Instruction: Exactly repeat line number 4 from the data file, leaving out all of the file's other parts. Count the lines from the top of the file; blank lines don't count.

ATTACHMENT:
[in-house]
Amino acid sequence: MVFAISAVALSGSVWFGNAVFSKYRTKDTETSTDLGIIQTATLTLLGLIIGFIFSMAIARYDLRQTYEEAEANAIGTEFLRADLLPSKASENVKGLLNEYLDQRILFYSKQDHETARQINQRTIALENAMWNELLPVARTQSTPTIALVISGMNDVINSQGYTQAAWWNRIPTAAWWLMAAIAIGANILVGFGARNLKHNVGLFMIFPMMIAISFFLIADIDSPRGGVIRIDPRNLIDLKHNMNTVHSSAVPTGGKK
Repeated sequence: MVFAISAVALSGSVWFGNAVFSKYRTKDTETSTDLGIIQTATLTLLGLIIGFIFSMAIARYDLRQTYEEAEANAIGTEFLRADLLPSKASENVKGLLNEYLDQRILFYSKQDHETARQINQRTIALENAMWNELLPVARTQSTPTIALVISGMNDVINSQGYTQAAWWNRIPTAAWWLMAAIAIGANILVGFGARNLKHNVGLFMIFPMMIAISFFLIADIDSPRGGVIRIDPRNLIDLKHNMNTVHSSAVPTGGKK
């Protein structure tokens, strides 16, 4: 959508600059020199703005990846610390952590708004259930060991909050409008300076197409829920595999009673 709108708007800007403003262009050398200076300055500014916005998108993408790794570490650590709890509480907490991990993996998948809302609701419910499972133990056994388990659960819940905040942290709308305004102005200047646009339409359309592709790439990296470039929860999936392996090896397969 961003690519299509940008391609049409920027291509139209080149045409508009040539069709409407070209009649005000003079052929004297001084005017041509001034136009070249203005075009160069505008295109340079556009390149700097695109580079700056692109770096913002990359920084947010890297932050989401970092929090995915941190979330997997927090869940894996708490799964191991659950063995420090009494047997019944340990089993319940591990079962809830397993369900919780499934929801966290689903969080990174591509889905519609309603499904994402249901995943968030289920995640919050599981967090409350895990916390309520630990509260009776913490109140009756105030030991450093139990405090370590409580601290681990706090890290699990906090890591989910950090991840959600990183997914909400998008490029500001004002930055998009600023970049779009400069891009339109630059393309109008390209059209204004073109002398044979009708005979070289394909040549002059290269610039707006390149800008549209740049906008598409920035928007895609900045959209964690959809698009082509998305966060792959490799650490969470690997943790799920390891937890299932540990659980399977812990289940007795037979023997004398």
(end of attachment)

């Protein structure tokens, strides 16, 4: 959508600059020199703005990846610390952590708004259930060991909050409008300076197409829920595999009673 709108708007800007403003262009050398200076300055500014916005998108993408790794570490650590709890509480907490991990993996998948809302609701419910499972133990056994388990659960819940905040942290709308305004102005200047646009339409359309592709790439990296470039929860999936392996090896397969 961003690519299509940008391609049409920027291509139209080149045409508009040539069709409407070209009649005000003079052929004297001084005017041509001034136009070249203005075009160069505008295109340079556009390149700097695109580079700056692109770096913002990359920084947010890297932050989401970092929090995915941190979330997997927090869940894996708490799964191991659950063995420090009494047997019944340990089993319940591990079962809830397993369900919780499934929801966290689903969080990174591509889905519609309603499904994402249901995943968030289920995640919050599981967090409350895990916390309520630990509260009776913490109140009756105030030991450093139990405090370590409580601290681990706090890290699990906090890591989910950090991840959600990183997914909400998008490029500001004002930055998009600023970049779009400069891009339109630059393309109008390209059209204004073109002398044979009708005979070289394909040549002059290269610039707006390149800008549209740049906008598409920035928007895609900045959209964690959809698009082509998305966060792959490799650490969470690997943790799920390891937890299932540990659980399977812990289940007795037979023997004398």